Not your ordinary field trip | January 24, 2014 | Palo Alto Weekly | Palo Alto Online |

Palo Alto Weekly

News - January 24, 2014

Not your ordinary field trip

Seventy Beijing elementary students visit Palo Alto's Ohlone Elementary School

by Chris Kenrick

With paisley backpacks, Adidas sweats and baseball caps, many of the 9- and 10-year-old children visiting from China were indistinguishable from their American hosts at Ohlone Elementary School Wednesday morning — though a few of the visitors wore uniforms of orange jackets and blue caps.

The 70 visiting students — from two Beijing primary schools as well as a group called Young Cultural Ambassadors — spent the morning singing and talking with their U.S. counterparts, visiting classrooms and petting the sheep and goats in Ohlone's farm.

"I think America is very beautiful," said 9-year-old Yiwen Zhou, who is visiting the United States for the first time. "And I can learn more English."

Her 10-year-old friend Qiyue Wang said she had traveled in 2012 to Canada and last year to England.

Such is elementary education — at least for some lucky children — in the age of globalization.

The students are on a month-long winter break, slated to return to school in mid-February for a term that runs to July.

Earlier on the trip, they'd visited Disneyland and Universal Studios, Yiwen said.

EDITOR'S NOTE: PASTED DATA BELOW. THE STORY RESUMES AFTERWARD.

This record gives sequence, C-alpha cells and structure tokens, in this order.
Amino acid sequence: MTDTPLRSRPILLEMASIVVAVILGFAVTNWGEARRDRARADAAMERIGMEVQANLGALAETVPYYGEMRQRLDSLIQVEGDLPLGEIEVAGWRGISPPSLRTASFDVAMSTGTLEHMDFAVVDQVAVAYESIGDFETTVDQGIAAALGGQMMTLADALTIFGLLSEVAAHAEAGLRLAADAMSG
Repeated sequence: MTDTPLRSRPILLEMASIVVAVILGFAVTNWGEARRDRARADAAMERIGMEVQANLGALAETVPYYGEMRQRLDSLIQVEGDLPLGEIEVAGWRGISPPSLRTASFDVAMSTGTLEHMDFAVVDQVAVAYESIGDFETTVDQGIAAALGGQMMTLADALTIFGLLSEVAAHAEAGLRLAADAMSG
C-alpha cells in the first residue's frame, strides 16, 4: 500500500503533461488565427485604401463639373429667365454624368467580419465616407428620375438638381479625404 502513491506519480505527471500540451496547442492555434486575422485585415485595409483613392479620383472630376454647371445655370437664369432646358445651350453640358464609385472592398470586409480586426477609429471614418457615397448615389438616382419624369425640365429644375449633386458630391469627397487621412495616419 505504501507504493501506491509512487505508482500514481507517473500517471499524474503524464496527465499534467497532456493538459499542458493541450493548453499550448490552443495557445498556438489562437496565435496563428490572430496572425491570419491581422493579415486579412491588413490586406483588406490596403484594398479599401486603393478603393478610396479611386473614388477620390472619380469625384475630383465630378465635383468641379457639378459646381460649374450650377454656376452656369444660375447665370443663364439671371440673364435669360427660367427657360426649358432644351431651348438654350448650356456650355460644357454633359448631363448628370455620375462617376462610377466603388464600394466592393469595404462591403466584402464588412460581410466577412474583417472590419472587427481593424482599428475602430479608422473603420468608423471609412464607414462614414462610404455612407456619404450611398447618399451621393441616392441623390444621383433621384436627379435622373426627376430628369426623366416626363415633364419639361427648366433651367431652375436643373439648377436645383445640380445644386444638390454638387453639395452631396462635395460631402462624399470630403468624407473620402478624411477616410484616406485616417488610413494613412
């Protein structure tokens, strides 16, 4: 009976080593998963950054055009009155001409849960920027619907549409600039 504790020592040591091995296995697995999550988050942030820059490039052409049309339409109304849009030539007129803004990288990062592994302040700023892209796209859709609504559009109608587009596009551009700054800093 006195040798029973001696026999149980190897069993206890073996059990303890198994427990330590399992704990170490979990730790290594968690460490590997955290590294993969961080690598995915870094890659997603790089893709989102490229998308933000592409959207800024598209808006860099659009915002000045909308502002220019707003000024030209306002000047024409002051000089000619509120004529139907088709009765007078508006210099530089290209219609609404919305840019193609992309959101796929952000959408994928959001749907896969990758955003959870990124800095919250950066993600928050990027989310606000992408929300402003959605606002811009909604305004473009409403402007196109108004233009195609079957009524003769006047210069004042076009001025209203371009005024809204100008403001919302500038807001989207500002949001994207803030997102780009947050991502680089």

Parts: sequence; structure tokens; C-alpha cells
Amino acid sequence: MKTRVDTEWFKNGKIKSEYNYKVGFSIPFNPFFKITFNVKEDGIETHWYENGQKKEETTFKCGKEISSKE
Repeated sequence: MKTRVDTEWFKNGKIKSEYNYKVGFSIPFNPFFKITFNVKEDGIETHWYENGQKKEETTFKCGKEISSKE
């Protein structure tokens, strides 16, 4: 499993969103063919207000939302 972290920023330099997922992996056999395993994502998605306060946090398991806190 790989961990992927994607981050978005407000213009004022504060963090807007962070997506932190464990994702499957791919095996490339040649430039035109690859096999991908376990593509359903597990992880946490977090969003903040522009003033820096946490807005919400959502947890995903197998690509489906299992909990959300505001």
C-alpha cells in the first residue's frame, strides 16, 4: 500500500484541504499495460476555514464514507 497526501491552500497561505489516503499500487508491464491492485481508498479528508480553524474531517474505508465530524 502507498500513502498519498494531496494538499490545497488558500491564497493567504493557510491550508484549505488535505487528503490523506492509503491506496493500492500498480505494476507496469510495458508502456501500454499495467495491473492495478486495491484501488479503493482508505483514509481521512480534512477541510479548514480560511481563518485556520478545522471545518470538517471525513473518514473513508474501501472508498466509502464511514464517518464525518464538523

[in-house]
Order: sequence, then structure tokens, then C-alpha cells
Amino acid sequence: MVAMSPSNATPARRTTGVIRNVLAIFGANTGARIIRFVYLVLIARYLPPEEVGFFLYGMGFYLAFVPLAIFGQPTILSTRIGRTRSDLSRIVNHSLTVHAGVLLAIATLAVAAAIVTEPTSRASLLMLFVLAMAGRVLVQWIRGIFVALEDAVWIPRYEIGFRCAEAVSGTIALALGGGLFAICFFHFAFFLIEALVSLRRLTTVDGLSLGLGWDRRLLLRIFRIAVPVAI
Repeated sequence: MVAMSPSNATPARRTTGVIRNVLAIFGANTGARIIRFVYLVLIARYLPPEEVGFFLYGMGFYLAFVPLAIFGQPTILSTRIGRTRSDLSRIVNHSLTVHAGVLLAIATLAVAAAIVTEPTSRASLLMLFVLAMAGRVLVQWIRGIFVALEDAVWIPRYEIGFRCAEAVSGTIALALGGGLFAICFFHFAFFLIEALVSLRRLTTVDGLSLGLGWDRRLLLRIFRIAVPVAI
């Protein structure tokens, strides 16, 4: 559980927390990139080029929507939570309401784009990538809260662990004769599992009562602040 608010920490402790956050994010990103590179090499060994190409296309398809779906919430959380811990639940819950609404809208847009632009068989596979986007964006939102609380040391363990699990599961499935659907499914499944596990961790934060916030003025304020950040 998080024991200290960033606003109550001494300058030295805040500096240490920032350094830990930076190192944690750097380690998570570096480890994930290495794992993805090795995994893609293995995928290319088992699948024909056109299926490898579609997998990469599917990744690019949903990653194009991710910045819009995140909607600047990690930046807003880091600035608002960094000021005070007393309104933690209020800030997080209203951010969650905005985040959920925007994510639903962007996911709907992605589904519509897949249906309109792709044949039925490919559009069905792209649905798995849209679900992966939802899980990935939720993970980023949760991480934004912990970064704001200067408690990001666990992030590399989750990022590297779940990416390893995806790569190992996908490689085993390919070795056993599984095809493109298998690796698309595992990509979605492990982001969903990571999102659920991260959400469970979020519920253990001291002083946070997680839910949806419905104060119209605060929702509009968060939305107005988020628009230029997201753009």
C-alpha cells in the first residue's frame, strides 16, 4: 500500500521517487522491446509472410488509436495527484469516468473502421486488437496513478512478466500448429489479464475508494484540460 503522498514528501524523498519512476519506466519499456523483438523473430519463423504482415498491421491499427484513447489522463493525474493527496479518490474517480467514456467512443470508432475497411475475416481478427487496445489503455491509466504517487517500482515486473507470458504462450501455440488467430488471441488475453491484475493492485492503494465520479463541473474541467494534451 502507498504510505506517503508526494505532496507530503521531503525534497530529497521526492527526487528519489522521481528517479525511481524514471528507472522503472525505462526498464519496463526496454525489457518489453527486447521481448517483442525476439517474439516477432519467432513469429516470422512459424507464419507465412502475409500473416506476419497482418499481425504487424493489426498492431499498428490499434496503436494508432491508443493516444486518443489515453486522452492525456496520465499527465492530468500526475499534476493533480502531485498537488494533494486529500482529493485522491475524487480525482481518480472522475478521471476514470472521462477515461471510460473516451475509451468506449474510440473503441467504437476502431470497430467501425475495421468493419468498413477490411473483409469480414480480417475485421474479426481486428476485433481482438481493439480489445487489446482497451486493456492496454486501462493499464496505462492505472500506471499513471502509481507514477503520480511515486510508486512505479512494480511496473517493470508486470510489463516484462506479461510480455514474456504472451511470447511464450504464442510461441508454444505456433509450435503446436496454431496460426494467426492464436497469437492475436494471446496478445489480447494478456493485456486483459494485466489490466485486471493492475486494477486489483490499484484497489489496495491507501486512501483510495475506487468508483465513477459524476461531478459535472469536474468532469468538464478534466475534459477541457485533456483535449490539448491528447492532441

Later they were headed to San Jose State University and to the "company store" at Apple's corporate headquarters, which sells Apple-logo T-shirts, caps and accessories.

Google was to be Thursday's destination where, through some connections, the visiting students expected to actually get inside the buildings to see employees at work. Traveling in two buses, the visitors are based in a hotel in Concord.

Ohlone parent Keyi Chang, a Bay Area Chinese-language TV personality, helped to arrange the visit after being contacted by a group called the American-Chinese Environmental Protection Information Exchange Association.

"They were referred to me and asked me to find a school," Chang said. "Because of the Ohlone farm, I thought it would be good for environmental awareness and, also, if they don't speak that good English maybe they could still communicate because some kids at Ohlone know how to speak Mandarin."

Indeed, six of Ohlone's 28 classrooms are Mandarin Immersion classes, designed to develop full bilingualism for native speakers of each language.

To greet the visiting Chinese students, Ohlone second- and third-graders read a story in Mandarin about a tiger and a rabbit under the direction of their teacher, Lu Sun.

A second group of Ohlone students sang — in English — "This Land is Your Land" and "Make New Friends," inviting the visitors to join in.

Visiting students offered a performance on a ceramic flute, renditions of Chinese songs and one solo performance of a song — in English — titled "Price Tag," with a refrain of "money, money, money."

Students divided into groups to visit classrooms — 11 Ohlone teachers volunteered to host — for discussions about recycling and the environment.

China has more than 220 million children under age 14, an adult leader of the visiting group said in an opening ceremony. "They are eager to communicate as well as to understand each other."

Palo Alto Superintendent Kevin Skelly told the crowd, assembled under Ohlone's flagpole with the school's Chinese dragon nearby: "It's so important as you grow up that you keep these connections and that understanding and friendship as you become adults and become responsible for the relationship between our two countries."